What the Experts Have to Say
“From my experience leading homeland security and disaster preparedness efforts, I can tell you that it is critical for citizens to easily, and as quickly as possible, connect with 9-1-1 during an emergency. Our country’s 9-1-1 telephone infrastructure remains one of the most reliable pieces of technology available to us and I recommend that consumers always call ‘9-1-1’ from their phone when they need help.”
Juliette Kayyem: Kayyem is the founder of Kayyem Solutions, LLC. She serves as a faculty member at Harvard’s Kennedy School of Government. She also is a member of a number of organizations such as the Council on Foreign Relations, the Trilateral Commission. Her memoir, “Home Sweet Homeland: The Education of a Security Mom,” will be published in 2016. She is a graduate of Harvard College and Harvard Law School.
“Many new mobile apps are developed with a high degree of creativity and innovation, but may not fully consider the impacts on 9-1-1 and public safety during the development process. We are encouraged by emerging technologies that can help our nation’s 9-1-1 Centers and first responders respond more effectively, but strongly encourage citizens to direct dial 9-1-1 in the case of an emergency. Nothing is more proven or reliable.”
Brian Fontes: Fontes has served as the Chief Executive Officer of the National Emergency Number Association (NENA) since 2008. As CEO, his primary objectives is to ensure that Americans have access to reliable 9-1-1 service. Fontes serves on the board of directors of the 911 Institute and the Quello Center for Telecommunication Management, Policy and Law. He also co-chairs the Commerce Department’s Spectrum Management Advisory Committee and serves on the FCC’s Communications Security, Reliability and Interoperability Council.
What Consumers Have to Say
Consumers are becoming increasingly more aware of the real dangers of public safety apps. Doing a quick search in the iTunes or Google Play store for “911 App” yields many concerns including “How do I know this will work” “Does not work for my location.”
The screenshots below are taken from the iTunes store reviewing an app titled “Advanced911” (click to view larger)
NENA- the 9-1-1 Association – Public Safety Considerations for Smartphone App Developers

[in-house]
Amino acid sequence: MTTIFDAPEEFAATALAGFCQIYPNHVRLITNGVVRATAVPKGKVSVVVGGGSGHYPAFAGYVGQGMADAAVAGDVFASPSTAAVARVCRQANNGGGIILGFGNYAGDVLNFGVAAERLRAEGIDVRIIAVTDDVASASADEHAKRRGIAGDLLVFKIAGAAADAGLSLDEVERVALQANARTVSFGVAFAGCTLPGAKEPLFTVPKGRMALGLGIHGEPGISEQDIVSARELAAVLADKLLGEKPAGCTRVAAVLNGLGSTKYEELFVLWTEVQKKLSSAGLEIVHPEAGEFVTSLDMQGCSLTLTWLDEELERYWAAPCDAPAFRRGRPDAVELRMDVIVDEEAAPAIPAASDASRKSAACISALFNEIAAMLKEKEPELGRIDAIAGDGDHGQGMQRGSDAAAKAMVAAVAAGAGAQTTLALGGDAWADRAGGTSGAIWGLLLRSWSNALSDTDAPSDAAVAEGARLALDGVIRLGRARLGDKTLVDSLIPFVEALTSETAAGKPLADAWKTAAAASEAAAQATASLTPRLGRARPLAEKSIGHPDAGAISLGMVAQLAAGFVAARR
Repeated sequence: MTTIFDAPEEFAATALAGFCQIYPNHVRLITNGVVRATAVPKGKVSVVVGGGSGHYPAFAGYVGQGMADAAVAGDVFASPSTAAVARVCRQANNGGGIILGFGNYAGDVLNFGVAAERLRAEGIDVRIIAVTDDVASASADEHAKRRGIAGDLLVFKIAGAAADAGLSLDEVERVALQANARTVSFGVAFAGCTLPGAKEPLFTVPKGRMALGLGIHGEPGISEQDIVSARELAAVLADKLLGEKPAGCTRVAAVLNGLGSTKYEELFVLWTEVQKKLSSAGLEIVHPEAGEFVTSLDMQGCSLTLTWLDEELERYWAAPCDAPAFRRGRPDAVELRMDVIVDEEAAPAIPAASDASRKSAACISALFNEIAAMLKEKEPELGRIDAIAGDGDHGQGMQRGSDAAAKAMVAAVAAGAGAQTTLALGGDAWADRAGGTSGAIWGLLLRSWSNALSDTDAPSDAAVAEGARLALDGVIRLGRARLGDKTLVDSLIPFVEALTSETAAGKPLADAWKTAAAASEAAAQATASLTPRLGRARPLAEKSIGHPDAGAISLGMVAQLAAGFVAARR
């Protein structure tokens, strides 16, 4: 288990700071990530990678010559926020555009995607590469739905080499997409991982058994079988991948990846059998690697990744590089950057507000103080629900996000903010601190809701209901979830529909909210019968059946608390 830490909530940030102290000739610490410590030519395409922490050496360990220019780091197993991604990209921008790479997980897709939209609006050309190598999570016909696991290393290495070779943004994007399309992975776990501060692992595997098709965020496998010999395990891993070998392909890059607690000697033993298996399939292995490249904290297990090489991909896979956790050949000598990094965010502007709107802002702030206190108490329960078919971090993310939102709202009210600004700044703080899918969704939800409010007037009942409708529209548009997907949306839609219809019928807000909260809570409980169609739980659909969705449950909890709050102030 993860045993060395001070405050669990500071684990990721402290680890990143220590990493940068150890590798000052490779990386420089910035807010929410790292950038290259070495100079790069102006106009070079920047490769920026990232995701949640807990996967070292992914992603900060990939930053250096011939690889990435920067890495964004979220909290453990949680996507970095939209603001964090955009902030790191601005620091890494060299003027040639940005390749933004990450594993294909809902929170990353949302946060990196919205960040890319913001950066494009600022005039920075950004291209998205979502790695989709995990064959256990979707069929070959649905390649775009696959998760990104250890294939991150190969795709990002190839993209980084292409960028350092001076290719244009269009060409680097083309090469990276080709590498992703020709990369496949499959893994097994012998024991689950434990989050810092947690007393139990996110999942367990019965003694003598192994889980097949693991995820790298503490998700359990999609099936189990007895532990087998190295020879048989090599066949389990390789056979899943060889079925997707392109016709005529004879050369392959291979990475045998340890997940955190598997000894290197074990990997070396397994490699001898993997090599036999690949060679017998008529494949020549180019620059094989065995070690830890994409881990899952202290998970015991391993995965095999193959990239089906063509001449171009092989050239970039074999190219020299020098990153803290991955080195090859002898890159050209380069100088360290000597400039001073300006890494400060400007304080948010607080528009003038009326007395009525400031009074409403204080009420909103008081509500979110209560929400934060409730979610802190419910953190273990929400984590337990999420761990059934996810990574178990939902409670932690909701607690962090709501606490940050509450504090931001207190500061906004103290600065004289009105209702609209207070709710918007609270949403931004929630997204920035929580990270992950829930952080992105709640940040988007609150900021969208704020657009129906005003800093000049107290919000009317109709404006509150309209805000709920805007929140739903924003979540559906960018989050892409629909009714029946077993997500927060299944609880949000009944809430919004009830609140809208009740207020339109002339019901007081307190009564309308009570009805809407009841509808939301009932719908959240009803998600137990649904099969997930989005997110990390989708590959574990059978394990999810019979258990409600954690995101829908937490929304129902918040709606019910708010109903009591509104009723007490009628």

APCO Intl. – Whitepaper: The Status of 911 Apps
Is 9-1-1 Still the Number to Call in an Emergency?
Over the past few years, technology has transformed entire industries – from Uber’s rewriting the rules for the ride-for-hire industry, to AirBnb’s impact on the short term rental market, to GPS-based mobile apps that provide directions and nearby restaurant recommendations (putting a huge dent in my duties as my wife’s personal OnStar). This same transformation is coming to emergency communications. The big question is how to reconcile the new communications technologies with robust, proven response processes and protocols. In the end, a key question is if 9-1-1 is still the number to call in an emergency.
Wi-Fi Calling to 9-1-1: Testing Results and Implications
Recently, mobile carriers began enabling Voice over Internet Protocol (VoIP) calling on specific devices, where the device is connected to a Wi-Fi access point. Such VoIP calls are placed from the phone’s native dialer, yet are completed over Wi-Fi rather than the carrier’s traditional mobile phone network. Of the “Big 4” TMobile was an early adopter, followed quickly by Sprint and then ATT and Verizon. Each of the carriers has taken a slightly different route to enabling devices on their networks, turning it on different operating systems and specific handsets, but the net results is the same: an increasing portion of calls are being off-loaded from the carriers networks to VoIP.
Rave Mobile Safety Warns Consumers About the Dangers of Deceptive Claims by Safety App Vendors
Public Safety Technology Leader Urges Consumers to Thoroughly Investigate Any Public Safety Application Before Relying on One to Save Their Life; Dialing 9-1-1 Directly Is Still the Most Effective Way to Reach Public Safety in an Emergency